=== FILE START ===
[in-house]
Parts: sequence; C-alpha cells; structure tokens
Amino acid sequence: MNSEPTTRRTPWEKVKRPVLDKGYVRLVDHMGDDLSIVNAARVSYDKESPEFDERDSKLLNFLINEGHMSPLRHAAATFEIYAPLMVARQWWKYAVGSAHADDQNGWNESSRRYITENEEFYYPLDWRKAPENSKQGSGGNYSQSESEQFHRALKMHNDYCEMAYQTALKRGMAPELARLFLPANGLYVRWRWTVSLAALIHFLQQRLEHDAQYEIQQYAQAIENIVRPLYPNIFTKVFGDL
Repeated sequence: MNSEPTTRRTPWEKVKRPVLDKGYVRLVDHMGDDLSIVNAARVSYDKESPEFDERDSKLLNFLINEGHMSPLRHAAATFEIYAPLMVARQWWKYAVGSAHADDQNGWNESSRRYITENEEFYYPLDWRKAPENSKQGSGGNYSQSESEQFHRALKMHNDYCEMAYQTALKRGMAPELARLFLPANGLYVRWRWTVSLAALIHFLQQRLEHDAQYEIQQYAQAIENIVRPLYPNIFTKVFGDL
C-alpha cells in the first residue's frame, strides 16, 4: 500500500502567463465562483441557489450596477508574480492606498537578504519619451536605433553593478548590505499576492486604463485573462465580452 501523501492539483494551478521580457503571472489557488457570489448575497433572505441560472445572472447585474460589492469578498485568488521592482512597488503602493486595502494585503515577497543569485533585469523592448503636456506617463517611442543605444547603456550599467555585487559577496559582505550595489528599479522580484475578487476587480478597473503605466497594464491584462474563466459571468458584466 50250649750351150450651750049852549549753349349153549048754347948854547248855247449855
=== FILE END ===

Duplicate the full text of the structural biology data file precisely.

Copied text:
[in-house]
Parts: sequence; C-alpha cells; structure tokens
Amino acid sequence: MNSEPTTRRTPWEKVKRPVLDKGYVRLVDHMGDDLSIVNAARVSYDKESPEFDERDSKLLNFLINEGHMSPLRHAAATFEIYAPLMVARQWWKYAVGSAHADDQNGWNESSRRYITENEEFYYPLDWRKAPENSKQGSGGNYSQSESEQFHRALKMHNDYCEMAYQTALKRGMAPELARLFLPANGLYVRWRWTVSLAALIHFLQQRLEHDAQYEIQQYAQAIENIVRPLYPNIFTKVFGDL
Repeated sequence: MNSEPTTRRTPWEKVKRPVLDKGYVRLVDHMGDDLSIVNAARVSYDKESPEFDERDSKLLNFLINEGHMSPLRHAAATFEIYAPLMVARQWWKYAVGSAHADDQNGWNESSRRYITENEEFYYPLDWRKAPENSKQGSGGNYSQSESEQFHRALKMHNDYCEMAYQTALKRGMAPELARLFLPANGLYVRWRWTVSLAALIHFLQQRLEHDAQYEIQQYAQAIENIVRPLYPNIFTKVFGDL
C-alpha cells in the first residue's frame, strides 16, 4: 500500500502567463465562483441557489450596477508574480492606498537578504519619451536605433553593478548590505499576492486604463485573462465580452 501523501492539483494551478521580457503571472489557488457570489448575497433572505441560472445572472447585474460589492469578498485568488521592482512597488503602493486595502494585503515577497543569485533585469523592448503636456506617463517611442543605444547603456550599467555585487559577496559582505550595489528599479522580484475578487476587480478597473503605466497594464491584462474563466459571468458584466 50250649750351150450651750049852549549753349349153549048754347948854547248855247449855